Two of Peter’s classmates have a whirlwind romance on a school field trip. Nick Fury is grumpy about his calls going to voicemail. And to Peter’s consternation, Happy and Aunt Mae are flirting. “Spider-Man: Far From Home” flips the cliché of a blockbuster where we marvel at the action sequences and yawn at everything in between. My mind did wander at times during the film, but it was during the bravura special effects – because we live in an age where everything that makes it to theaters has bravura special effects.
It’s hard to take a movie seriously when the movie doesn’t take itself seriously, and that’s why “Tank Girl” (1995) isn’t good. Still, it is an interesting style piece that does everything it can to portray a dystopian Earth that requires a big budget when the filmmakers clearly have a small budget; it’s sort of a cheap answer to “Waterworld,” also from 1995. Every time panels of the comic flash on screen, it both adds spice and reminds us that this stuff works better in comics.
Similar to “Spider-Man 3” (2007), so much is going on in “The Amazing Spider-Man 2” (2014) that – even if all that stuff is pretty good on its own – a viewer can’t appreciate any of it as much as he should. In this sequel that probably was not intended to be the final statement in the “Amazing” series but ended up that way when Spidey got rebooted over to the Marvel Cinematic Universe for “Captain America: Civil War” (2016), director Marc Webb and a team of four writers cram in a ton of ideas.
Like what the Dark Knight Trilogy is to the 1990s “Batman” movies, and what the 21st century “Superman” films are to the Christopher Reeve versions, “The Amazing Spider-Man” (2012) gives us a darker alternative to Sam Raimi’s “Spider-Man” trilogy. This approach only makes creative sense for Batman, since he has long been a Dark Knight in the comics, fighting villains from nightmares. And indeed, when watching “The Amazing Spider-Man,” I couldn’t help but think how much more tonally appropriate the 2002 “Spider-Man” is. But while “Amazing” isn’t a good Spider-Man movie, it’s not a bad movie in a vacuum.
Frank Castle, a.k.a. the Punisher, finally got his full story told in the recent Netflix series, but before that, cinema took the tactic of reimagining him in one-off movies with different styles and creative teams. First was Dolph Lundgren’s “Punisher” (1989), which is oddly flat and emotionless; then came Thomas Jane’s “Punisher” (2004), a slightly better quippy actioner; and finally there’s Ray Stevenson’s “Punisher: War Zone” (2008). The four years between versions of a character must be a record for shortest gap.
The Punisher” (2004) is a prime example of a movie that’s less than the sum of its parts. Obviously, it fails in a one-to-one comparison with Netflix’s “Punisher,” and it’d be easy to tear it down that way, but even on its own merits, it feels lightweight for a revenge movie. Thomas Jane is a good actor, but his performance as Frank Castle leans toward stoic action-hero mode rather than tortured brooder, and Frank seems to enjoy doling out punishment – which might be a fascinating trait in a government agent except that the film doesn’t stop to reflect on it.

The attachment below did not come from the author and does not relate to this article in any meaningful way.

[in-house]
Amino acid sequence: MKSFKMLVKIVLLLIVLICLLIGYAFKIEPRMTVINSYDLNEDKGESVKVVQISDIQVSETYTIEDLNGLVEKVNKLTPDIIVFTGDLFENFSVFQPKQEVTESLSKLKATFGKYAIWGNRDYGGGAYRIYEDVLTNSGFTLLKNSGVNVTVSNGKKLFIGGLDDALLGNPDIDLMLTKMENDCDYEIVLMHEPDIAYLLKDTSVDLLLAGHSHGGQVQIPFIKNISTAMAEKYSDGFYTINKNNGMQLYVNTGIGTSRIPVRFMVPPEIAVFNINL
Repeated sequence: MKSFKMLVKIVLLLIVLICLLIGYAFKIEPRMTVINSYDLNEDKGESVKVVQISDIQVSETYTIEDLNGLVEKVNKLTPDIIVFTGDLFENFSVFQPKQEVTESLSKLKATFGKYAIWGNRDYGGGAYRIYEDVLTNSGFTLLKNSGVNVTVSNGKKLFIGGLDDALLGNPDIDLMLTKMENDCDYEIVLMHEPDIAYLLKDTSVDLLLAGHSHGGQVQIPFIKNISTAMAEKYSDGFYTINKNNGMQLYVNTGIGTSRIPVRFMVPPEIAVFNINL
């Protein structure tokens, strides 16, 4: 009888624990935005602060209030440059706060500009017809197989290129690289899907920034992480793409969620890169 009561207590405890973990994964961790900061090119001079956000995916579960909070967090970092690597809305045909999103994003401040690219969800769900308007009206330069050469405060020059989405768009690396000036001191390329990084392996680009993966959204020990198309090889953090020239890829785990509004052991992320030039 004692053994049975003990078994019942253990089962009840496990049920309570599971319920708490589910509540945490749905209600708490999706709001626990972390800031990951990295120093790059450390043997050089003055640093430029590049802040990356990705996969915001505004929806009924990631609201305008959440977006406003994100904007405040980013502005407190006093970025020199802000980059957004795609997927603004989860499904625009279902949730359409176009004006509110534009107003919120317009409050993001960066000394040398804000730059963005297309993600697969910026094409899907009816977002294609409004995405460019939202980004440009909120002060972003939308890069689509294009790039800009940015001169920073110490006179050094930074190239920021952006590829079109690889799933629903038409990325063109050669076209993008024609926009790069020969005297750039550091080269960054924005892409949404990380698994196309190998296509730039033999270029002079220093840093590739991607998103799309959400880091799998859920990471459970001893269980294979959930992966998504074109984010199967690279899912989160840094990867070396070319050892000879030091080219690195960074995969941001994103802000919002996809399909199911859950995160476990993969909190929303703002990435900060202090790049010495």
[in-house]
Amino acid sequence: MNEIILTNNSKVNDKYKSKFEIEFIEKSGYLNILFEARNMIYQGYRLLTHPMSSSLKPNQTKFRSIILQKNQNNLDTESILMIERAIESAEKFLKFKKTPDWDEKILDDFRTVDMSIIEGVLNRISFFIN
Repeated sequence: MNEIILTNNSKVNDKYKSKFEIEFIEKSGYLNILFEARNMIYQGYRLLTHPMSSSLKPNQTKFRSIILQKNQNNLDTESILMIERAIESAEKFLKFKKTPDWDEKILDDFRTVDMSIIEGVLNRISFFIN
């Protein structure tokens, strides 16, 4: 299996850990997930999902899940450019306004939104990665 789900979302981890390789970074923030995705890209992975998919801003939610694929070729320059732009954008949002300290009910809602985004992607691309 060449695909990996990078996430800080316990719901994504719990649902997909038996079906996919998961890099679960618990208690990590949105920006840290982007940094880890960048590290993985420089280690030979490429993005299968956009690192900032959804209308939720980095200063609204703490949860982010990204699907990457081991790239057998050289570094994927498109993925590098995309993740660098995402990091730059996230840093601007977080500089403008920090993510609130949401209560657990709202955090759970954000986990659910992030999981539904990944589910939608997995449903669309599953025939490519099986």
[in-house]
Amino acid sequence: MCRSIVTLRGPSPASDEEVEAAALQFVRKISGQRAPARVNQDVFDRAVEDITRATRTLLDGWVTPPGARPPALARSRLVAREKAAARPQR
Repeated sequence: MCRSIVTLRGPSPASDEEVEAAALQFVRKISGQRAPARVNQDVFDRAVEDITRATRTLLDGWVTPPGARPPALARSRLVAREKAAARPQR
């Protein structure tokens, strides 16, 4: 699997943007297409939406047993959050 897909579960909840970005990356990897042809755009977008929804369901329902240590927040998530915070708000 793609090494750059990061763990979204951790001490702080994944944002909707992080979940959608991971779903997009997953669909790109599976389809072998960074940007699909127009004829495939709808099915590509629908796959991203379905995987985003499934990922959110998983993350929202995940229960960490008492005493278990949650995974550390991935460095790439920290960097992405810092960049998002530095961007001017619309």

Mere months after Batman got his first faithful big-screen treatment and ushered in a new era of dark and serious superhero films, “The Punisher” (1989) followed suit as arguably the most notable Marvel movie up to that point (even though it has since faded into more of a trivia answer than a movie people watch or discuss). At first blush, it’s odd to bring Frank Castle to the big screen before Spider-Man or the X-Men or the Fantastic Four or the Avengers, but it makes sense in a way. The Punisher is a ready-made machine-gun-toting Eighties action hero. People already knew how to make this type of movie.
Spider-Man 3” (2007) packs too many villains and character threads into the last chapter of the saga starring Tobey Maguire. Many of these elements are engaging on their own, but we don’t get to absorb everything like we do in parts one and two. There are also more shortcuts via conveniences or barely explained happenings, and many of the conflicts are built on that lazy screenwriting tactic of someone not communicating a fact to the person who needs to know it. That said, I don’t think “Spider-Man 3” is one for the garbage heap; director Sam Raimi and his team ultimately find their way back to the relationship between Peter and Mary Jane (Kirsten Dunst) at the trilogy’s heart.
From the opening credits that recap the first film’s narrative with pencil drawings to the closing moments of Mary Jane (Kirsten Dunst) deciding to give it a go with Peter (Tobey Maguire) even though he’s Spider-Man, “Spider-Man 2” (2004) is a totally engrossing and satisfying sequel. Director Sam Raimi puts a viewer in the shoes of Peter the whole way as he hits his lowest lows – losing his powers while also feeling all alone in the world – then rises up again.
Ithought “Spider-Man” (2002) was run-of-the-mill when I saw it in theaters, but I got into it more on this rewatch. It’s a down-the-middle origin story for sure, but the fact that writer David Koepp and director Sam Raimi get the tone of the comic-book right (for kids, but not dumbed down; fun, but with real stakes) is nothing to sneeze at. And the casting – my god, the casting. I can see the longing in Tobey Maguire’s eyes every time Peter Parker looks at Mary Jane Watson (Kirsten Dunst), and Willem Dafoe is excellent in a tricky, tragic role where he isn’t always aware he is in fact the Green Goblin.